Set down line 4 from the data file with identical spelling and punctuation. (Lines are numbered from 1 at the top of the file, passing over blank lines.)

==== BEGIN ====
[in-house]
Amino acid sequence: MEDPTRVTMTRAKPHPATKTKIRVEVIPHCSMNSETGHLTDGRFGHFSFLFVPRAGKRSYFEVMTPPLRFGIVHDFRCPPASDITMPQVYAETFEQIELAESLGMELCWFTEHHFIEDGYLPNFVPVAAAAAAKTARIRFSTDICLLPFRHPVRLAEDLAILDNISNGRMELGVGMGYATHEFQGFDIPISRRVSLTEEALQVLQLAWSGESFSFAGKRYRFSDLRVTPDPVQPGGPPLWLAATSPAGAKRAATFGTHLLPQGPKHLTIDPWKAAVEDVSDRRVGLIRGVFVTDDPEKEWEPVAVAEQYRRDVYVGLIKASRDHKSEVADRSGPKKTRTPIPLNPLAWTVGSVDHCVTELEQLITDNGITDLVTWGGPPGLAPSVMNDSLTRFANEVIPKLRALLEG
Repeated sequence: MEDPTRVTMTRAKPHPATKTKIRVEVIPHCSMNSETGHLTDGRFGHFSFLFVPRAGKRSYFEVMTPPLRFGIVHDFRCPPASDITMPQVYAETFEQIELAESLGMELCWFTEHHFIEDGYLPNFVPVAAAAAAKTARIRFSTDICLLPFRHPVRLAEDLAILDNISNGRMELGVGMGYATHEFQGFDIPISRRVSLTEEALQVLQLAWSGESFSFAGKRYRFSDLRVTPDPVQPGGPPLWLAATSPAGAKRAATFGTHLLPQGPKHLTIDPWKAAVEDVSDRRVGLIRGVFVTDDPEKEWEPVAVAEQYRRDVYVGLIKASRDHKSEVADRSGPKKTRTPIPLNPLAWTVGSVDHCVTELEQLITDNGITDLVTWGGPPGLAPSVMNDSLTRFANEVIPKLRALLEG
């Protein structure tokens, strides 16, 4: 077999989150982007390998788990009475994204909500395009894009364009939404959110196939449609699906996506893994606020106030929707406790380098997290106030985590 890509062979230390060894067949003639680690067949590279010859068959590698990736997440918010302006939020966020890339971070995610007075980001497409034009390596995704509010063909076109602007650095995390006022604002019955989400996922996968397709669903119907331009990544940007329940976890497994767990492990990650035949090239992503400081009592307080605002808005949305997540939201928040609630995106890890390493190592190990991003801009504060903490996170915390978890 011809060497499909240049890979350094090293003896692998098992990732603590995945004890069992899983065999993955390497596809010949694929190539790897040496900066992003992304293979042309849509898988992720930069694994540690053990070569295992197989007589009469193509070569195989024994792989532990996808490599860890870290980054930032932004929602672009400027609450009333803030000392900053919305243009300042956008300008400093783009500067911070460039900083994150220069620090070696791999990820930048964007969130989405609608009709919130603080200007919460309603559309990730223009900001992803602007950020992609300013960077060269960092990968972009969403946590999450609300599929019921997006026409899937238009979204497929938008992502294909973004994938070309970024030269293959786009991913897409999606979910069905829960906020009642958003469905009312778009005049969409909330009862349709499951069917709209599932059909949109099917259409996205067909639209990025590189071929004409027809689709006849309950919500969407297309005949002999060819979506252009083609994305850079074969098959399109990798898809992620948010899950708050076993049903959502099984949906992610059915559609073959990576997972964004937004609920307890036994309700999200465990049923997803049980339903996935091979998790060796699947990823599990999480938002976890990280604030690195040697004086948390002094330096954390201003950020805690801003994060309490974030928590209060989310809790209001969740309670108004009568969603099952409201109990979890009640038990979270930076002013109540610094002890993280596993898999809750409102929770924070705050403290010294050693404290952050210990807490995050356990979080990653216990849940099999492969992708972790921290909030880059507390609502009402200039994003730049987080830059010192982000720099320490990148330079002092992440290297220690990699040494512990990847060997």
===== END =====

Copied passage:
């Protein structure tokens, strides 16, 4: 077999989150982007390998788990009475994204909500395009894009364009939404959110196939449609699906996506893994606020106030929707406790380098997290106030985590 890509062979230390060894067949003639680690067949590279010859068959590698990736997440918010302006939020966020890339971070995610007075980001497409034009390596995704509010063909076109602007650095995390006022604002019955989400996922996968397709669903119907331009990544940007329940976890497994767990492990990650035949090239992503400081009592307080605002808005949305997540939201928040609630995106890890390493190592190990991003801009504060903490996170915390978890 011809060497499909240049890979350094090293003896692998098992990732603590995945004890069992899983065999993955390497596809010949694929190539790897040496900066992003992304293979042309849509898988992720930069694994540690053990070569295992197989007589009469193509070569195989024994792989532990996808490599860890870290980054930032932004929602672009400027609450009333803030000392900053919305243009300042956008300008400093783009500067911070460039900083994150220069620090070696791999990820930048964007969130989405609608009709919130603080200007919460309603559309990730223009900001992803602007950020992609300013960077060269960092990968972009969403946590999450609300599929019921997006026409899937238009979204497929938008992502294909973004994938070309970024030269293959786009991913897409999606979910069905829960906020009642958003469905009312778009005049969409909330009862349709499951069917709209599932059909949109099917259409996205067909639209990025590189071929004409027809689709006849309950919500969407297309005949002999060819979506252009083609994305850079074969098959399109990798898809992620948010899950708050076993049903959502099984949906992610059915559609073959990576997972964004937004609920307890036994309700999200465990049923997803049980339903996935091979998790060796699947990823599990999480938002976890990280604030690195040697004086948390002094330096954390201003950020805690801003994060309490974030928590209060989310809790209001969740309670108004009568969603099952409201109990979890009640038990979270930076002013109540610094002890993280596993898999809750409102929770924070705050403290010294050693404290952050210990807490995050356990979080990653216990849940099999492969992708972790921290909030880059507390609502009402200039994003730049987080830059010192982000720099320490990148330079002092992440290297220690990699040494512990990847060997």